List-ManiaJuly 31, 2006
I thought about writing something about Mel Gibson today, but what's the point? Everyone else is writing about him. He joins Tom Cruise and Lindsay Lohan in the category of self-destructive celebrities. Gibson's problem is twofold: he's an alcoholic and an anti-Semite. The first problem he can get help for (as apparently he is doing). I'm not sure about the second. He has been contrite over the past few days, but one has to wonder whether this is heartfelt contrition over his sins, or sorrow that this has come into the public. Gibson is probably experienced at burying his anti-Semitism. How else could he have thrived in Hollywood for so many years? But alcohol has a way of stripping away barriers and letting things out. Gibson may have been working for years to overcome or surpress his anti-Jewish feelings, but they're obviously still there, just beneath the surface. We live in a society where we delight in raising up movie stars to the level of false gods, then tearing them down. Gibson has aided the latter process, providing not only the necessary rope for a hanging, but fashioning the noose and draping it around his own neck.
That's the extent to which I'm going to write about him, and one paragraph may be more than he deserves.
What I want to address today is my extreme boredom with compiled movie lists. It seems that every group in existence feels compelled to put one or more of these together. The Best 100 of this, the Top 100 of that, and the Most Extreme 100 of the other thing. The AFI is the biggest offender, but they're not the only ones. The film critics' group I belong to, the OFCS, is currently putting together lists. I have abstained from participating. Why? Because I find the project to be a waste of time and effort. And boring. Who wants to read a list put together by a committee?
Some might find this stance hypocritical, since I spent the better part of two years posting my own Top 100 list, and take time every January to revise and update it, as necessary. I also provide end-of-the-year Top 10s, as well as mid-year lists. My objection, however, isn't with individual Top 10s or Top 100s or Top whatevers. Those can be interesting, since they provide insight into the mindset of the person who compiled them. But I hate group lists. I don't find them useful or interesting or indicative of anything. Plus, there's no one to argue with if you strongly disagree with a selection.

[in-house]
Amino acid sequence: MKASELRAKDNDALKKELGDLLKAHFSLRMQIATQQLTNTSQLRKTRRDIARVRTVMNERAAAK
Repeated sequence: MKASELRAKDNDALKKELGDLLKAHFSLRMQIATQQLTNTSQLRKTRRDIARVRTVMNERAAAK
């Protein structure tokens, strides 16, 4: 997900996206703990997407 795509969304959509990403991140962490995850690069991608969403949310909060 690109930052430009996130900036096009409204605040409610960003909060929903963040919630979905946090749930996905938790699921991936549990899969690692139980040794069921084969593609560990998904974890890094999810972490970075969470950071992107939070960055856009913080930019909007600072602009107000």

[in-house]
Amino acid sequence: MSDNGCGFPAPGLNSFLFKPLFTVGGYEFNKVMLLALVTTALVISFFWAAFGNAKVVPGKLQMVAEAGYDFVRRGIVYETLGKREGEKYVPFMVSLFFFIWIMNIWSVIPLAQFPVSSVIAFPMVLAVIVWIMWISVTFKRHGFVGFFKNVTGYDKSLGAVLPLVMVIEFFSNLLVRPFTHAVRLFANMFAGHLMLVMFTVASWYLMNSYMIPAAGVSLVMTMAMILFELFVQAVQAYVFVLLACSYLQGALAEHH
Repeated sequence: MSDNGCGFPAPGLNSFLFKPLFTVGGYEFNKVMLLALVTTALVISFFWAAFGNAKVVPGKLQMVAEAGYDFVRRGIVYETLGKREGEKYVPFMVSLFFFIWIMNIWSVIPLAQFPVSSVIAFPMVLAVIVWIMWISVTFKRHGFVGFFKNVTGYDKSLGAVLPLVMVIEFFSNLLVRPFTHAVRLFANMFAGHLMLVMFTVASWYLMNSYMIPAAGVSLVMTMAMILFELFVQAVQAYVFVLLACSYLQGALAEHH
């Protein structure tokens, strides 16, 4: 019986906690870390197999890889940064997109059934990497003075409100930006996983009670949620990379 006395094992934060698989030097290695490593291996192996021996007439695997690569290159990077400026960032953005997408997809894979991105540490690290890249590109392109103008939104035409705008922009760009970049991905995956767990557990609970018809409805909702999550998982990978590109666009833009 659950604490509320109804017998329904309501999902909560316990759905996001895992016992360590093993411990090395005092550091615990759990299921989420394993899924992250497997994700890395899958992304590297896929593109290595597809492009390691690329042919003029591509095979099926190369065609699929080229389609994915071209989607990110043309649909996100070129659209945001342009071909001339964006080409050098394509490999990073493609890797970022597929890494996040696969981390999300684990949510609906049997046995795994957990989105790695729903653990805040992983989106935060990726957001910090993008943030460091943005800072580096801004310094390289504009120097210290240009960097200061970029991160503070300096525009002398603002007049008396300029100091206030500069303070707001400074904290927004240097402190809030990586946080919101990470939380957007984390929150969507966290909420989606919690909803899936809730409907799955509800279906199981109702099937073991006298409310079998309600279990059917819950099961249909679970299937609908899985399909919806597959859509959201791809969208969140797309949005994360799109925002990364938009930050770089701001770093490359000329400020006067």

I believe, though, that I'm in the minority. I think there's an endless fascination with lists of all kinds, and people don't care much who is responsible for putting them together. They are gratified if their favorites make it onto the list, and insulted if they don't. I have received numerous e-mails praising my choice of Movie X on my Top 100 and asking if I have lost my mind for not including Movie Y. People feel strongly about films and want others to feel the same. That's human nature.
I read other people's lists to figure out how closely their tastes match mine. Perusing a Top 100 list is a good way to make a first assessment. But when the list is the result of group voting, it has become a neutered, least common denominator grouping. It represents nothing. It's the mean of the bell curve with the quirky choices removed if they're more than one standard deviation away. That's why Citizen Kane is always called The Best Film Ever Made. It's a safe choice, and a good film. But it's a consensus pick that many individuals do not agree with. (Apologies to Roger Ebert, who sincerely believes it is the best film ever made.) It's possible for a film that isn't #1 on any lists to achieve that position on a group list, if it places high on enough lists to earn the most "points." In that case, how valid is this #1? Do even the people involved in compiling these lists care about the results, or are they doing it simply to have a new "project" to work on?
Does that sound cynical? Possibly. I have my cynical moments. But is it more cynical than the truth about one of America's most beloved actors harboring horrible, racist sentiments that will only earn him the brunt of the condemnation he deserves if his upcoming movie fails?
I thought about writing something about Mel Gibson today, but what's the point? Everyone else is writing about him. He joins Tom Cruise and Lindsay Lohan in the category of self-destructive celebrities. Gibson's problem is twofold: he's an ...
Self-Inflicted Foot Wound
To use a common expression, the Hollywood machine is in the process of shooting itself in the foot. Or, to put it another way, they're killing the goose that laid the golden egg.Not all that long ago, things looked so promising. DVD players were ...
It's a wasteland out there. The tundra of the local multiplex is as barren as the surface of the moon. When I say that, I'm not referring specifically to the quality of new theatrical releases (although that's nothing to get excited about), but the ...